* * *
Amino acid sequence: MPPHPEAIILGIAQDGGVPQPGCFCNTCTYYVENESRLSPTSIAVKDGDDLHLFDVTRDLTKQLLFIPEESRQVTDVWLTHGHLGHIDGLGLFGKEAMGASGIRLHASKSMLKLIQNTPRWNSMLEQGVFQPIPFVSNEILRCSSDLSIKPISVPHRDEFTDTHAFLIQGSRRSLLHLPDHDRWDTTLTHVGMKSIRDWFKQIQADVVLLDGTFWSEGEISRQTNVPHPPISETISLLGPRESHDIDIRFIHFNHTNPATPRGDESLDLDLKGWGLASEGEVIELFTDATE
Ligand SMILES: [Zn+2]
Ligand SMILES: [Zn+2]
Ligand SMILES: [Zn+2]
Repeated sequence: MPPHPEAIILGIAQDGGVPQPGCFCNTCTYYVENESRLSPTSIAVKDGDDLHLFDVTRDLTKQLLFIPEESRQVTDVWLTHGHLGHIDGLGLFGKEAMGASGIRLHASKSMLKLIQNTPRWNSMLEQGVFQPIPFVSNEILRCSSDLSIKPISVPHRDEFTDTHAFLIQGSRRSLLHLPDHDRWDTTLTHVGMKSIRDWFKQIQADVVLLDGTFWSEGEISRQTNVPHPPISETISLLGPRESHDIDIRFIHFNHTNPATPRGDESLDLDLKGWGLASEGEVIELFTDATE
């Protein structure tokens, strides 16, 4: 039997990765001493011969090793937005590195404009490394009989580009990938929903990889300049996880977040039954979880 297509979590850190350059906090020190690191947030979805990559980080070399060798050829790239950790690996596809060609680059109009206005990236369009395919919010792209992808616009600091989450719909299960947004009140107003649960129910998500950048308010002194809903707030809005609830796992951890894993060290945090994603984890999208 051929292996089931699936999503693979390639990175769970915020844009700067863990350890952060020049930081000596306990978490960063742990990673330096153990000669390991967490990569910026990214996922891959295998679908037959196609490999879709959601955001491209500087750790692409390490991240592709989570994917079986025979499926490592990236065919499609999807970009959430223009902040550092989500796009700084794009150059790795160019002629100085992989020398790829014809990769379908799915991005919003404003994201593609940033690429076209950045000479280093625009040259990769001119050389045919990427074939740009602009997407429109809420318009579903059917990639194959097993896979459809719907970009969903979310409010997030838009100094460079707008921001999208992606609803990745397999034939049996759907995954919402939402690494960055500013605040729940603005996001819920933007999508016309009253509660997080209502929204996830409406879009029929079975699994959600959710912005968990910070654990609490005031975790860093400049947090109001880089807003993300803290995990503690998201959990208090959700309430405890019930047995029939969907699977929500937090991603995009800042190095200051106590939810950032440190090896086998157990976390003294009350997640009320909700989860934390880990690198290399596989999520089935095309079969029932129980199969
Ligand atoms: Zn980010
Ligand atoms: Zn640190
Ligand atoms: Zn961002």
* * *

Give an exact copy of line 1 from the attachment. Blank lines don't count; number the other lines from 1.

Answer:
Amino acid sequence: MPPHPEAIILGIAQDGGVPQPGCFCNTCTYYVENESRLSPTSIAVKDGDDLHLFDVTRDLTKQLLFIPEESRQVTDVWLTHGHLGHIDGLGLFGKEAMGASGIRLHASKSMLKLIQNTPRWNSMLEQGVFQPIPFVSNEILRCSSDLSIKPISVPHRDEFTDTHAFLIQGSRRSLLHLPDHDRWDTTLTHVGMKSIRDWFKQIQADVVLLDGTFWSEGEISRQTNVPHPPISETISLLGPRESHDIDIRFIHFNHTNPATPRGDESLDLDLKGWGLASEGEVIELFTDATE